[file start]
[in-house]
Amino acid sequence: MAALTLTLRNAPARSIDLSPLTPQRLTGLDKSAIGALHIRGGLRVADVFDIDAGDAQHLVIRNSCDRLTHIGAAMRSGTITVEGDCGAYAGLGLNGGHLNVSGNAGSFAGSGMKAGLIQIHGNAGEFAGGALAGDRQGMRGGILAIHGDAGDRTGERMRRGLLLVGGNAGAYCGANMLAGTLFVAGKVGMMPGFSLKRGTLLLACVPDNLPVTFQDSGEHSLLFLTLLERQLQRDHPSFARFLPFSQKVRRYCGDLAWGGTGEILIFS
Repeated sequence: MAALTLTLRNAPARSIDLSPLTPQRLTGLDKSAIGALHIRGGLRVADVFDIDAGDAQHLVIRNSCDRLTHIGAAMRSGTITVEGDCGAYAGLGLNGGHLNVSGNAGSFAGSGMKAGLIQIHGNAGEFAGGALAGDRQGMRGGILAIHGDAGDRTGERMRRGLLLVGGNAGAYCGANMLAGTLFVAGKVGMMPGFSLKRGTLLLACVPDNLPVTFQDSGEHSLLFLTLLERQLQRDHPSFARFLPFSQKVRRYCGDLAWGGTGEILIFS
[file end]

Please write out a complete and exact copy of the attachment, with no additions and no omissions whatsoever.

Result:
[in-house]
Amino acid sequence: MAALTLTLRNAPARSIDLSPLTPQRLTGLDKSAIGALHIRGGLRVADVFDIDAGDAQHLVIRNSCDRLTHIGAAMRSGTITVEGDCGAYAGLGLNGGHLNVSGNAGSFAGSGMKAGLIQIHGNAGEFAGGALAGDRQGMRGGILAIHGDAGDRTGERMRRGLLLVGGNAGAYCGANMLAGTLFVAGKVGMMPGFSLKRGTLLLACVPDNLPVTFQDSGEHSLLFLTLLERQLQRDHPSFARFLPFSQKVRRYCGDLAWGGTGEILIFS
Repeated sequence: MAALTLTLRNAPARSIDLSPLTPQRLTGLDKSAIGALHIRGGLRVADVFDIDAGDAQHLVIRNSCDRLTHIGAAMRSGTITVEGDCGAYAGLGLNGGHLNVSGNAGSFAGSGMKAGLIQIHGNAGEFAGGALAGDRQGMRGGILAIHGDAGDRTGERMRRGLLLVGGNAGAYCGANMLAGTLFVAGKVGMMPGFSLKRGTLLLACVPDNLPVTFQDSGEHSLLFLTLLERQLQRDHPSFARFLPFSQKVRRYCGDLAWGGTGEILIFS